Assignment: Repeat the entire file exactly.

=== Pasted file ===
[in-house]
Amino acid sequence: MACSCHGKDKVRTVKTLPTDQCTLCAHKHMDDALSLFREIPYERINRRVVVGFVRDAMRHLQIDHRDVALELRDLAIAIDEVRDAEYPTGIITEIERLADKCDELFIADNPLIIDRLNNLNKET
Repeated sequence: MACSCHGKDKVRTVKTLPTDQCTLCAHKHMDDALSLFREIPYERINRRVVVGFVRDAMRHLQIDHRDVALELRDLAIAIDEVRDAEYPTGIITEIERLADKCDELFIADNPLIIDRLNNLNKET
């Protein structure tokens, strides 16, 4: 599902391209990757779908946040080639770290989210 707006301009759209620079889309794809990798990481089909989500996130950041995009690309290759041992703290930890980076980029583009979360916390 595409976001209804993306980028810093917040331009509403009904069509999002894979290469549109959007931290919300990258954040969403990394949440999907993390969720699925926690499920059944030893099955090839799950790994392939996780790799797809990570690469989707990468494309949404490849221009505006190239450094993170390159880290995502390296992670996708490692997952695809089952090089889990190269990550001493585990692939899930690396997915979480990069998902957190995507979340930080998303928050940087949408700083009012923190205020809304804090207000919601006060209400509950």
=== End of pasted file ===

[in-house]
Amino acid sequence: MACSCHGKDKVRTVKTLPTDQCTLCAHKHMDDALSLFREIPYERINRRVVVGFVRDAMRHLQIDHRDVALELRDLAIAIDEVRDAEYPTGIITEIERLADKCDELFIADNPLIIDRLNNLNKET
Repeated sequence: MACSCHGKDKVRTVKTLPTDQCTLCAHKHMDDALSLFREIPYERINRRVVVGFVRDAMRHLQIDHRDVALELRDLAIAIDEVRDAEYPTGIITEIERLADKCDELFIADNPLIIDRLNNLNKET
């Protein structure tokens, strides 16, 4: 599902391209990757779908946040080639770290989210 707006301009759209620079889309794809990798990481089909989500996130950041995009690309290759041992703290930890980076980029583009979360916390 595409976001209804993306980028810093917040331009509403009904069509999002894979290469549109959007931290919300990258954040969403990394949440999907993390969720699925926690499920059944030893099955090839799950790994392939996780790799797809990570690469989707990468494309949404490849221009505006190239450094993170390159880290995502390296992670996708490692997952695809089952090089889990190269990550001493585990692939899930690396997915979480990069998902957190995507979340930080998303928050940087949408700083009012923190205020809304804090207000919601006060209400509950």